When the aircraft arrives, it attempts to Communicate with the stand which originally requested it. It will loiter until contact is established. When Communication is made, the player sets the target to be attacked on the following turn.
The effects of air support are similar to those from artillery support, though air support tends to be less inaccurate.
EXAMPLE: An infantry squad of the 82nd Airborne is surrounded by NVA forces and requests air support. The modifiers to the dieroll are: +1 (request is made by a Veteran officer), +2 (unit is Elite), -1 (the requesting stand is pinned down), for a final modifier of (1 + 2 - 1 =) +2.
The U.S. player must roll a "5" or better to gain air support. He rolls a 4, which is modified to a 6 – he gets what he wants! He rolls 3 averaging dice to find the time delay: 10 turns.
When the aircraft arrives, the Veteran officer is (fortunately) still alive and able to Communicate. The tactical situation is dire, so he directs the plane to attack a point 8" south of his own men – and hopes that the pilot is highly skilled…
On the following turn, the attack is made. On the Accuracy Roll, the player scores a "6" – on target! Fifteen NVA soldiers are caught in the impact zone, and most are "in the open and not in cover" (+2 penalty). Ten fail their rolls, and become casualties.
Casualties, Morale & Casevac
Casualties may be either wounded (WIA) or killed (KIA). A die is rolled whenever a casualty is caused, to determine the casualty's status. Weapons may be taken from casualties.
Both sides have reason for removing casualties from the field of battle. The U.S. force gains points for each enemy body recovered, and loses points for each friendly casualty left on the field. Uninjured men can carry casualties to collection points, and (U.S. only) helicopters can be used to evacuate the wounded. The NVA can attempt to hide their casualties, so that the U.S. force cannot find them.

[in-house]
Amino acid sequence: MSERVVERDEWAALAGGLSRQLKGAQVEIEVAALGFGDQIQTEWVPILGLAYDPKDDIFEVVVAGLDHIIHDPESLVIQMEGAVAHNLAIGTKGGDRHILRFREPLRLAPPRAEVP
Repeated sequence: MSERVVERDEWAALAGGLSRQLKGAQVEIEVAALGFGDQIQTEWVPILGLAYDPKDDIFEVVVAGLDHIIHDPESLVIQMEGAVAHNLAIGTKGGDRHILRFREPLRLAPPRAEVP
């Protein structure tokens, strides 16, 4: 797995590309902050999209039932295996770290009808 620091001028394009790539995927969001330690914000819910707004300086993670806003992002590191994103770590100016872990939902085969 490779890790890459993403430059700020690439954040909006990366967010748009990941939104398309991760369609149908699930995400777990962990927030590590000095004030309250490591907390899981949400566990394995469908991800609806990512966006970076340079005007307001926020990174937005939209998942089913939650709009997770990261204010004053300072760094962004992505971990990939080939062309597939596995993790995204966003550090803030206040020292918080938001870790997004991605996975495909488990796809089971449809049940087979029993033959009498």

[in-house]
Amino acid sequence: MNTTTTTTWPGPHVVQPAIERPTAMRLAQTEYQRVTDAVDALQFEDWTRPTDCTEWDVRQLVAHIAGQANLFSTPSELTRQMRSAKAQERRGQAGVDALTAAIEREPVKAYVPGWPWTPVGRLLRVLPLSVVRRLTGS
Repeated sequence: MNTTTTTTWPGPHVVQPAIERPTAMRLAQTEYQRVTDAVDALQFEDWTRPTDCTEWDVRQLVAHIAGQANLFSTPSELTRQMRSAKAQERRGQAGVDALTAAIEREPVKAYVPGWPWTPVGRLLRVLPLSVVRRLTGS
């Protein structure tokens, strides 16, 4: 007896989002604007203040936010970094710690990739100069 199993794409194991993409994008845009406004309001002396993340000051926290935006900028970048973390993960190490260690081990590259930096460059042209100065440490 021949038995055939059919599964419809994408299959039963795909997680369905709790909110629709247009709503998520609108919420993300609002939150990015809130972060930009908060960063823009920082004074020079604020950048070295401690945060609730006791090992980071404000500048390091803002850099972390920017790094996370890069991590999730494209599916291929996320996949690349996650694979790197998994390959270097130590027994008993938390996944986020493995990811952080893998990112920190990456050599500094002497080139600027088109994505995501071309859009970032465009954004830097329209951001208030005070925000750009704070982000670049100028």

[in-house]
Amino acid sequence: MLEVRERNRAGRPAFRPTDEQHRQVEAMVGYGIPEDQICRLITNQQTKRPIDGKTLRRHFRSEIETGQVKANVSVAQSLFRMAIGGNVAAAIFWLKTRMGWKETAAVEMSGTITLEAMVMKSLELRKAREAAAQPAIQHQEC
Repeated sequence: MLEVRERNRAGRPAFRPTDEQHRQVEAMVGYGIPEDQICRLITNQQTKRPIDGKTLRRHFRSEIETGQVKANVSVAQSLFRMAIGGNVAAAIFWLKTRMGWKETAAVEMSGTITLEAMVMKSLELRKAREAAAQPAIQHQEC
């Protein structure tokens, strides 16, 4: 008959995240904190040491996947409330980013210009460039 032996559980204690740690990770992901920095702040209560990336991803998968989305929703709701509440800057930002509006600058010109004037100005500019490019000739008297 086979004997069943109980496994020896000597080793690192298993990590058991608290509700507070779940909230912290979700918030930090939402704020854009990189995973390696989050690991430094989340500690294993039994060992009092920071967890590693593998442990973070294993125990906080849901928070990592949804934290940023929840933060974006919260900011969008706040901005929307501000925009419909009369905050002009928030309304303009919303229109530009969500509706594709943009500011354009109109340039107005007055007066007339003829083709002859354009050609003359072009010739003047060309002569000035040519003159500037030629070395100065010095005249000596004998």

EXAMPLE: In the previous assault example, the Marine took 3 casualties, and the VC took 3.
For the men killed by machinegun fire, that weapon counts as a "heavy weapon," so the Marine casualties are dead on a roll of 2 or less. The Marine player rolls for each man, scoring a pair of 2's – both men are dead.
The remaining casualties – one Marine, and two Viet Cong – were taken in the Close Assault. Victims in a Close Assault die on a roll of 3 or less. The Marine player rolls a 5 – his man is only wounded. The VC player rolls 5, 5, and 3 – one is dead, two are wounded.
POWs. Casualties may be captured by the opposing side. In addition, any unit which Panic Runs during a Close Assault may have some of its soldiers surrender to the enemy. Prisoners are worth victory points, but they are also potential trouble – players must roll dice to see if the prisoners are shot by their captors.
EXAMPLE: In the example assault, the Marines have captured not only the VC machinegun nest, but also two wounded men. The Marine player rolls the dice, to learn that one prisoner is shot, but the other remains in custody.
Morale. During the Morale Step, any unit which has been fired at in the current turn must test Morale. A variety of modifiers apply to this roll. If the test is failed, the unit suffers one of these results: